“The progressive secularisation of texts under the Nehru-Marxist consensus has ensured that most Indians have been badly severed from their own roots and ancient knowledge. Attempting to correct this balance is hardly the same as majoritarianism or ‘saffronisation’ in the negative sense.” - R. Jagannathan
Critics of the Modi government have always believed that the BJP — as an affiliate of the Sangh Parivar — has a “saffron” agenda. The initial statements made by the new HRD Minister, Smriti Irani, and the new Chairman of the Indian Council of Historical Research (ICHR), Yellapragada Sudershan Rao, seem to have confirmed the suspicions of card-carrying “secularists” in this regard.
I find most of the criticisms meaningless for the simple reason that “saffronisation” seems to be, by definition, wrong, even without defining the term clearly. Since nobody has volunteered a definition, I will do so.
Saffronisation can have three possible meanings or implications. One is the narrowest one — which is the imposition of a majoritarian ideology to write a new history that supports this majoritarianism. We are yet to see anything like this in the pronouncements or acts of either Irani or Rao.
Two, “saffronisation” could be a corrective or counter-point to the current view of history. And, three, it could be an effort to acquaint the majority community itself with its past — something that has been systematically denigrated in this country in the name of a synthetic secularism.
There could be other definitions, but for now I have defined it my way. Of these three definitions, saffronisation is a problem only in the first case — and that too, only in a limited way.
Before we start to examine whether the Modi government is at all going to “rewrite history” and “saffronise” it, let us debunk one bit of nonsense straightaway. The very allegation of “saffronisation” contains within it the guilt of the accusers. It tells us what they have been doing for years is rewrite history “their way”.
You can rewrite history in the saffron way only if you believe what is currently called history is “the right way”, with unchallengeable “facts”. Our current rendering of history is, in fact, a version written in the post-independence period, when the Nehruvian-Marxist consensus was that history should be “secular”. So when the Left attacks the Sangh for trying to evolve a “nationalist” version of history, they are effectively admitting that they had a “secularist” project where history had to be seen through their lens – and their lens alone. They were the ones who rewrote history.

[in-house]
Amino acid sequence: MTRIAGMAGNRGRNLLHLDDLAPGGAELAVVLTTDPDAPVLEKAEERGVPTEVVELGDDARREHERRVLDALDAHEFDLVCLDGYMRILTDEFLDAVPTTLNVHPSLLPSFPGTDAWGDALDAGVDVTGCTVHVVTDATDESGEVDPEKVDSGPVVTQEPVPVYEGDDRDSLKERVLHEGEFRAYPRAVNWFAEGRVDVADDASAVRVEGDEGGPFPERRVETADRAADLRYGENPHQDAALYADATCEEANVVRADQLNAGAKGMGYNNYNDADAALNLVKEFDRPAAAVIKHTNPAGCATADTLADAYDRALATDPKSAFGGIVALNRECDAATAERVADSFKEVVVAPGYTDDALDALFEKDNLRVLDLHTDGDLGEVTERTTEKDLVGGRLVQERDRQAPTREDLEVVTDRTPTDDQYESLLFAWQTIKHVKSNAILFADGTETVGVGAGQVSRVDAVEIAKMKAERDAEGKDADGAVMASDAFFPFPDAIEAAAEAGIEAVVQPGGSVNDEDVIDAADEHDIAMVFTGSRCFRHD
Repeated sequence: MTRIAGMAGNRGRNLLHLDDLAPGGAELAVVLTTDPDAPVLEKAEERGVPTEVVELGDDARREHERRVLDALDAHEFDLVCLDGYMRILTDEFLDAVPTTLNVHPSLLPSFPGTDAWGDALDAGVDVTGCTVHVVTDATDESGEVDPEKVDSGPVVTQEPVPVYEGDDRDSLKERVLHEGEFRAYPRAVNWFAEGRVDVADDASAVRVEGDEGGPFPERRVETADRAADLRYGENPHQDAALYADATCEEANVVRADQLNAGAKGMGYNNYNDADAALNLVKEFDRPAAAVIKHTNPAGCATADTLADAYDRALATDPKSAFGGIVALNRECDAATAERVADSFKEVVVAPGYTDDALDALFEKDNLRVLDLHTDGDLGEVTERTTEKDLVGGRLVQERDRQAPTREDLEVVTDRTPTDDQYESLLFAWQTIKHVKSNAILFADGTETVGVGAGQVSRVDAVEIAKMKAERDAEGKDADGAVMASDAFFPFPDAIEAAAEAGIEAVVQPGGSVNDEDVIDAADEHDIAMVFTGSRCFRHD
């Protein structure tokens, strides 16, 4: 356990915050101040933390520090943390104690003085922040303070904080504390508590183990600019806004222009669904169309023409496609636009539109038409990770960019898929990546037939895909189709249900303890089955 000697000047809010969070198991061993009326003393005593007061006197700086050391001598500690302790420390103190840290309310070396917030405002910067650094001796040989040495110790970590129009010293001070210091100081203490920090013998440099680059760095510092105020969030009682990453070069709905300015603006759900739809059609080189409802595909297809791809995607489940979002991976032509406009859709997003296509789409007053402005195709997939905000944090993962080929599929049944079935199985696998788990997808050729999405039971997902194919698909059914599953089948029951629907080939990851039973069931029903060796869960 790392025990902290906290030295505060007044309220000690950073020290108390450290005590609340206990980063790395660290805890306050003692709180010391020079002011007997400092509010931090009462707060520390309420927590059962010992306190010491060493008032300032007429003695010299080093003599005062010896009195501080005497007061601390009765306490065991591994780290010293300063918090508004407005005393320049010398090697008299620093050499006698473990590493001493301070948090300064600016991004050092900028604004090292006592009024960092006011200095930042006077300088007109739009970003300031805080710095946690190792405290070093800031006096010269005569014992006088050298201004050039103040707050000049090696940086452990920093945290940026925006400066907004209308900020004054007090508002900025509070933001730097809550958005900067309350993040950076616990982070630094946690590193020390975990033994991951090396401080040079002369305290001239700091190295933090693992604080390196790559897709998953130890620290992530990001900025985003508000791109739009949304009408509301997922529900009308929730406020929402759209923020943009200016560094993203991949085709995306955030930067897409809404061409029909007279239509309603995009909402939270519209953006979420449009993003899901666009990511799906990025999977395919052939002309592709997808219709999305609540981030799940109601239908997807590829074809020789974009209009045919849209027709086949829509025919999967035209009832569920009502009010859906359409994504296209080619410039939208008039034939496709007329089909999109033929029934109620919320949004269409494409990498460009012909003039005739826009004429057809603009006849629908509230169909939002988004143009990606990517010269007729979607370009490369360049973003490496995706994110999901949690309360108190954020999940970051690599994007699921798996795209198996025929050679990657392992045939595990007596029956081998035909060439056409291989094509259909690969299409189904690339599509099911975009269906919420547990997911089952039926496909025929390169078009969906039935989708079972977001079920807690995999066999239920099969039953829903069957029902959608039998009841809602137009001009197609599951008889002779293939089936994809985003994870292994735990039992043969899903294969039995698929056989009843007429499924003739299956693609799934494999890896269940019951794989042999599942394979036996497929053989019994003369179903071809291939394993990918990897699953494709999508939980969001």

In the “secularist” rendering of history, the contributions of ancient Indic civilisations – from the Vedic age to the time of the Buddha and Mahavira and the age of Vedanta – must be dismissed as minor or criticised as Brahminical and savagely inegalitarian; the extreme iconoclasm that came with Islamic invasions must be categorised as mere aberrations; and heroes must be found outside the Hindu tradition to make history truly “secular”. Hence the extreme eulogisation of Akbar as a secular hero when most of pre-Islamic history has been largely secular.
This is not to say we need to wallow in a past history of perceived wrongs, nor am I trying to invalidate the Marxist way of looking at history. But, by that same token, there can be a Sangh way of looking at history too. It is not an illegitimate enterprise.
A thief will always divert attention to others so that his own thievery goes undetected. This is what those accusing the government of attempting to rewrite history are trying to do: evade responsibility for their own rewriting of history by showing up someone else’s attempt.
As Vivek Dehejia, economics professor at Carleton University, Ottawa, wrote in Mint newspaper some months ago: “We have inherited a Victorian conception of history, foisted upon us by our colonisers, that the telling of history consists of uncovering certain ‘truths’, that these truths in turn are based upon uncontested facts, and that these may thus be woven into the tapestry of a tale whose veracity cannot be questioned without appearing to be either retrograde or revolutionary. Modern scholarship turns this view on its head. History is, rather, the telling of a story, the creation of a narrative, which involves the careful selection of facts one deems pertinent and an argument (explicit or implicit) about the causal relationships that bind those facts together into a compelling tale.”